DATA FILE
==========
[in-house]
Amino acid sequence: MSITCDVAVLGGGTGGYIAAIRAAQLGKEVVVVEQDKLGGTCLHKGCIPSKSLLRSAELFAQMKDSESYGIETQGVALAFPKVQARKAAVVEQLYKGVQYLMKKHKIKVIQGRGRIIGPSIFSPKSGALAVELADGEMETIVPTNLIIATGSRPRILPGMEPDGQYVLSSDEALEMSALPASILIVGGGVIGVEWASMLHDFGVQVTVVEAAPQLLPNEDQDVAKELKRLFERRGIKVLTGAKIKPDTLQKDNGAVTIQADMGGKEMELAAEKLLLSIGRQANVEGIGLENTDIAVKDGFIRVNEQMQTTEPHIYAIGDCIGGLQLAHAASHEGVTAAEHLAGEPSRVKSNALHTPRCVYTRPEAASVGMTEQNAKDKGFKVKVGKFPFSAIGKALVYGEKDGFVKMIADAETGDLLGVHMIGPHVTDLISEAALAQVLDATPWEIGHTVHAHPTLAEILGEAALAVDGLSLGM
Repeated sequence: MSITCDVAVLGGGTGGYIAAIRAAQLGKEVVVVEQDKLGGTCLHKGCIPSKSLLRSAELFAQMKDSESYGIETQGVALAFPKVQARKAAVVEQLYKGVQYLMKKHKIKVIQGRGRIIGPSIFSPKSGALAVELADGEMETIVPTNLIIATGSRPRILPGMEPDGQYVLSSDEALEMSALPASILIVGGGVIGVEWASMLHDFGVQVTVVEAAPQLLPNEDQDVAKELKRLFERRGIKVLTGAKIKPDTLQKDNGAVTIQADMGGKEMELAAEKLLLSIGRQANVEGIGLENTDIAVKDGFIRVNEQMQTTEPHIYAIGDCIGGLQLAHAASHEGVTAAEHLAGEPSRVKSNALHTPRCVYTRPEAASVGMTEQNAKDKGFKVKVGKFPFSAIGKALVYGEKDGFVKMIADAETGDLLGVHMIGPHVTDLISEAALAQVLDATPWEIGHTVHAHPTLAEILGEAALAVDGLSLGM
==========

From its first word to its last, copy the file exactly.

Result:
[in-house]
Amino acid sequence: MSITCDVAVLGGGTGGYIAAIRAAQLGKEVVVVEQDKLGGTCLHKGCIPSKSLLRSAELFAQMKDSESYGIETQGVALAFPKVQARKAAVVEQLYKGVQYLMKKHKIKVIQGRGRIIGPSIFSPKSGALAVELADGEMETIVPTNLIIATGSRPRILPGMEPDGQYVLSSDEALEMSALPASILIVGGGVIGVEWASMLHDFGVQVTVVEAAPQLLPNEDQDVAKELKRLFERRGIKVLTGAKIKPDTLQKDNGAVTIQADMGGKEMELAAEKLLLSIGRQANVEGIGLENTDIAVKDGFIRVNEQMQTTEPHIYAIGDCIGGLQLAHAASHEGVTAAEHLAGEPSRVKSNALHTPRCVYTRPEAASVGMTEQNAKDKGFKVKVGKFPFSAIGKALVYGEKDGFVKMIADAETGDLLGVHMIGPHVTDLISEAALAQVLDATPWEIGHTVHAHPTLAEILGEAALAVDGLSLGM
Repeated sequence: MSITCDVAVLGGGTGGYIAAIRAAQLGKEVVVVEQDKLGGTCLHKGCIPSKSLLRSAELFAQMKDSESYGIETQGVALAFPKVQARKAAVVEQLYKGVQYLMKKHKIKVIQGRGRIIGPSIFSPKSGALAVELADGEMETIVPTNLIIATGSRPRILPGMEPDGQYVLSSDEALEMSALPASILIVGGGVIGVEWASMLHDFGVQVTVVEAAPQLLPNEDQDVAKELKRLFERRGIKVLTGAKIKPDTLQKDNGAVTIQADMGGKEMELAAEKLLLSIGRQANVEGIGLENTDIAVKDGFIRVNEQMQTTEPHIYAIGDCIGGLQLAHAASHEGVTAAEHLAGEPSRVKSNALHTPRCVYTRPEAASVGMTEQNAKDKGFKVKVGKFPFSAIGKALVYGEKDGFVKMIADAETGDLLGVHMIGPHVTDLISEAALAQVLDATPWEIGHTVHAHPTLAEILGEAALAVDGLSLGM